Heroic Losers (La odisea de los giles)
Argentina (2019) Dir. Sebastián Borensztein
“What do you do when you realise that it’s not only one, but a whole army of arseholes that ruined your life?”
This might be an emotionally driven rhetorical question from the distraught protagonist of this Argentinean comedy heist film but the subject of his revenge is just one person, though he didn’t act alone in his crime. But this is still about the little person standing up to the greed of the powerful and corrupt.
2001 and retired football star Fermín Perlassi (Ricardo Darín), along with his wife Lidia (Verónica Llinás) and old friend Antonio (Luis Brandoni), decides to help the economy of his hometown of Villa Alsina by reopening La Metodica, an agricultural cooperative that shut down a decade earlier. To cover the basic investment costs they rally some of the locals to form a consortium, managing to raise half of the money needed, which Fermin puts in a safety deposit box at his local bank’s vault.
A few days later, the manager Alvarado (Luciano Cazaux) persuades Fermin to move the money into his own account so Central Bank will approve the loan much quicker. However, 24 hours later the President announces a freeze on all bank accounts with a strict withdrawal limit, but worst still, Alvarado was in cahoots with corrupt lawyer Fortunato Manzi (Andrés Parra), allowing him to steal all the money in the bank prior to the freeze. Having lost everything, Fermin and co, plot their revenge.
If you’ve seen the Ocean’s Eleven films you might make comparisons between them and Heroic Losers but I haven’t so I can’t. If anything, it is made clear during the film that it owes a more obvious debt to How to Steal a Million, from which Fermin watches and borrows his masterplan. And the 2001 financial lockdown of Argentine did indeed happen though I hope somebody nicking all the money didn’t.
Based on the novel La noche de la Usina (The Night of the Heroic Losers) by Eduardo Sacheri, who also wrote the screenplay, this could essentially be seen as a working class take on the above mentioned films, pitting ordinary country yokels against the financial clout of the pernicious social elite. Their access to hi-tech equipment to aid them in their quest to reclaim their money is severely limited but that doesn’t mean their plans are lacking in audacity.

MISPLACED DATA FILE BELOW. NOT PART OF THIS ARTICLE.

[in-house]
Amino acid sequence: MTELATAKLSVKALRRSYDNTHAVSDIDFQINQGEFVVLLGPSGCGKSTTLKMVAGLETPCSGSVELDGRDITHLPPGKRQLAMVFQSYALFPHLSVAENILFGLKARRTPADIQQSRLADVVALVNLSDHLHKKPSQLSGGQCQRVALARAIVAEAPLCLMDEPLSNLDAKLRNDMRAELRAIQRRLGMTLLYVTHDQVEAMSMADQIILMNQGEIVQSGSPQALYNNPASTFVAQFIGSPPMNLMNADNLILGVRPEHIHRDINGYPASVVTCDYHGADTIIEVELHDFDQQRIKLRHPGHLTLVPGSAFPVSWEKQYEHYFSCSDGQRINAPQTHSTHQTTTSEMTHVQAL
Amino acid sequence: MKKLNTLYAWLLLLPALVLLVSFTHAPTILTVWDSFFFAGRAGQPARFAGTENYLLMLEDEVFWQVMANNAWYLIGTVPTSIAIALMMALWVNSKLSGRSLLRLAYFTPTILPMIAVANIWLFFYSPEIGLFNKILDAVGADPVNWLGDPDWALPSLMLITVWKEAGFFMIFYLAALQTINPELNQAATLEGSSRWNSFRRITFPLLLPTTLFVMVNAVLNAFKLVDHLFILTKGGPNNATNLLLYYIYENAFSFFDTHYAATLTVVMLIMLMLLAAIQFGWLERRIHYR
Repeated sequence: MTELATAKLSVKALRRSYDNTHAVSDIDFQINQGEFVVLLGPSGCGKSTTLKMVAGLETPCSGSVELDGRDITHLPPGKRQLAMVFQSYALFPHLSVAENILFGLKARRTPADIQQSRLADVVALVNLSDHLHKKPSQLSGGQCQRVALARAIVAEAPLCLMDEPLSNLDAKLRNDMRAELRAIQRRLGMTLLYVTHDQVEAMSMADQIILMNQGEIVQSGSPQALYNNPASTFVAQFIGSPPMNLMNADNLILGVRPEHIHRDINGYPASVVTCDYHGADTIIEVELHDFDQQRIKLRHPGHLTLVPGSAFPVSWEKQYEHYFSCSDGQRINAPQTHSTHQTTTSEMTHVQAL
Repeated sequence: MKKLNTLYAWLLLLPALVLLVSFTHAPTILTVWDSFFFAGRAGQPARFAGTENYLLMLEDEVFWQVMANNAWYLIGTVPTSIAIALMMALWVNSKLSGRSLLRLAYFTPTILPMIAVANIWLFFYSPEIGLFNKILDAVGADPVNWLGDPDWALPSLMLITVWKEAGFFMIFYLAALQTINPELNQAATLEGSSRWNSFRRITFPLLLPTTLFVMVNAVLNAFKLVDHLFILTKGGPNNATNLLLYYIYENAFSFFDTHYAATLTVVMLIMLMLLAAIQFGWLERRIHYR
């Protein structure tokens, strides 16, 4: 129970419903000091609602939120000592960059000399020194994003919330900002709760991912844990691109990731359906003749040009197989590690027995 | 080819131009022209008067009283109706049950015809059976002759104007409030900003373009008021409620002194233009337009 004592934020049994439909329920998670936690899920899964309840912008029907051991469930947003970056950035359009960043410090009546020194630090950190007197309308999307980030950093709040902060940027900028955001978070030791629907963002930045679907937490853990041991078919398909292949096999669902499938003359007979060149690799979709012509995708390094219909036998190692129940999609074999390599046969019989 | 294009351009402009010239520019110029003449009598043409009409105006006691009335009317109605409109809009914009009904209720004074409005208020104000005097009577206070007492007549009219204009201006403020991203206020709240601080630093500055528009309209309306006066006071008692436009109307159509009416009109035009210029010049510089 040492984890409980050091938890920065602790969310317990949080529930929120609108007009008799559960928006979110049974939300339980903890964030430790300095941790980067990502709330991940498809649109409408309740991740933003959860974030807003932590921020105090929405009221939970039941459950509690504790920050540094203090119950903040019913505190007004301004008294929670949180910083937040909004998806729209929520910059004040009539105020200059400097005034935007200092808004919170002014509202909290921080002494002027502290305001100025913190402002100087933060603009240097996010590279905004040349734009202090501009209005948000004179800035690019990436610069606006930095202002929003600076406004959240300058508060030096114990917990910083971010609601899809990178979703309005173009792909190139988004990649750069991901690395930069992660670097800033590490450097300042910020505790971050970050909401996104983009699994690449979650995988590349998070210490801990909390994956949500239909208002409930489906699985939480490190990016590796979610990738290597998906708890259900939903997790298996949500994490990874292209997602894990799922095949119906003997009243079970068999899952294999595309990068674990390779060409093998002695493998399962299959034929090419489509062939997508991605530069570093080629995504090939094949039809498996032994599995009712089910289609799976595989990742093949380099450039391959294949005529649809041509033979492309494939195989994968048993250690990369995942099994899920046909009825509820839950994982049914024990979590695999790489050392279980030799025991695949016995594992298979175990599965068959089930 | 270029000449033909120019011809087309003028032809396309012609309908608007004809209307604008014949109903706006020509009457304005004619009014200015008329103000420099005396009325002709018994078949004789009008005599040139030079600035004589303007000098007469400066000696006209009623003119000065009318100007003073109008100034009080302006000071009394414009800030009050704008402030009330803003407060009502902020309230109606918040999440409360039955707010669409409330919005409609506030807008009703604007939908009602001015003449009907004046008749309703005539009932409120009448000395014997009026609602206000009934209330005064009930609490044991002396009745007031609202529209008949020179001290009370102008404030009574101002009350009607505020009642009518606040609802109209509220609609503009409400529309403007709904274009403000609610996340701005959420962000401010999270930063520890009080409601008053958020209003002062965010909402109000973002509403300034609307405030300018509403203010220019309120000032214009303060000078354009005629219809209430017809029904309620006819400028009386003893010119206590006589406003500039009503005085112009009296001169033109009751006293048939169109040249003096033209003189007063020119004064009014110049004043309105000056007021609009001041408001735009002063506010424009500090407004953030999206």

Despite his once great moment in scoring a goal that changed the fortunes of his team, and a shabby statue in his honour, there is no celeb vibe about Fermin and only minor reverence among those of his generation. This allows him to pass about town with some anonymity like the rest of the folk, placing him among the hard working citizens now he runs a small petrol station. Plus his wife Lidia is not a supermodel type, and the one with the hardnosed gumption, allowing Fermin to keep his feet firmly on the ground.
No surprises that the folk Fermin recruits to invest in his project are typically dirt under the nails types not known for the business acumen, aside from shipping company owner Carmén Lorgio (Rita Cortese). Among this motley crew of generous souls are dopey self-employed Gomez brothers Eladio (Alejandro Gigena) and José (Guillermo Jacubowicz), mechanic Rolo Belaúnde (Daniel Aráoz) and unemployed yokel Medina (Carlos Belloso).
Little do they know the disaster that awaits after agreeing to support this charitable endeavour but Fermin is about to lose much more than money when after a fruitless confrontation with the slimy Alvarado, whom Fermin considered an old friend, a car crash leaves Fermin badly injured whilst Lidia died. This brings their son Rodrigo (Chino Darín – son of Ricardo) back home from studying and keen to join in with the revenge plan.
Manzi, it seemed, underestimated the cunning and community spirit of the townsfolk, since he chose to hide the stolen millions away in what he thought was a remote location but was in fact right under the noses of his victims. They learn through the grapevine that Manzi had an underground vault built in the back of some fields which was protect by a hi-tech security alarm, so the devise a plan to break into the vault and have some fun at Manzi’s expense.
Perhaps what makes this film work so well despite its moments of silliness is the grass roots way they bring down the pernicious villain with simple-minded guile and elbow grease. No complex computer hacking programmes are devised, or daring escape plans, it is all down to timing, teamwork, and an understanding of their surroundings. The most hi-tech equipment used are early mobile phones and a remote control car.
This does mean Manzi is the flimsiest of bad guys with nothing to define him besides his evil pantomime beard and arrogance, but it works in making Fermin and friends easy to root for, though the sheer principle of their grievance is enough. Also underdeveloped, or avoided depending on your point of view, is the obligatory teased romance between Rodrigo and Manzi’s hot young secretary Florencia (Ailín Zaninovich) which nearly derails the heist.
Remarkably, it doesn’t matter than no new ground is broken with the script or the plot for that matter, since the fun is in the tireless efforts of the group in thwart their enemy, not to mention it is never certain if they’ll actually pull it off thanks to a final act with some neat little twists. Sebastián Borensztein directs the climax like it was a suspenseful thriller following 100 minutes plus of gentle humour and predictable drama, played out by the committed cast, led by the ever-reliable Ricardo Darin.
I actually missed a mid-credit coda first time round which adds literal acidic flavour to the denouement in reviving the cheeky humour, and beautifully underplayed to boot. In conclusion, Heroic Losers ticks all the boxes beholden to the genre yet is accomplished enough to be perfectly enjoyable and entertaining in spite of this.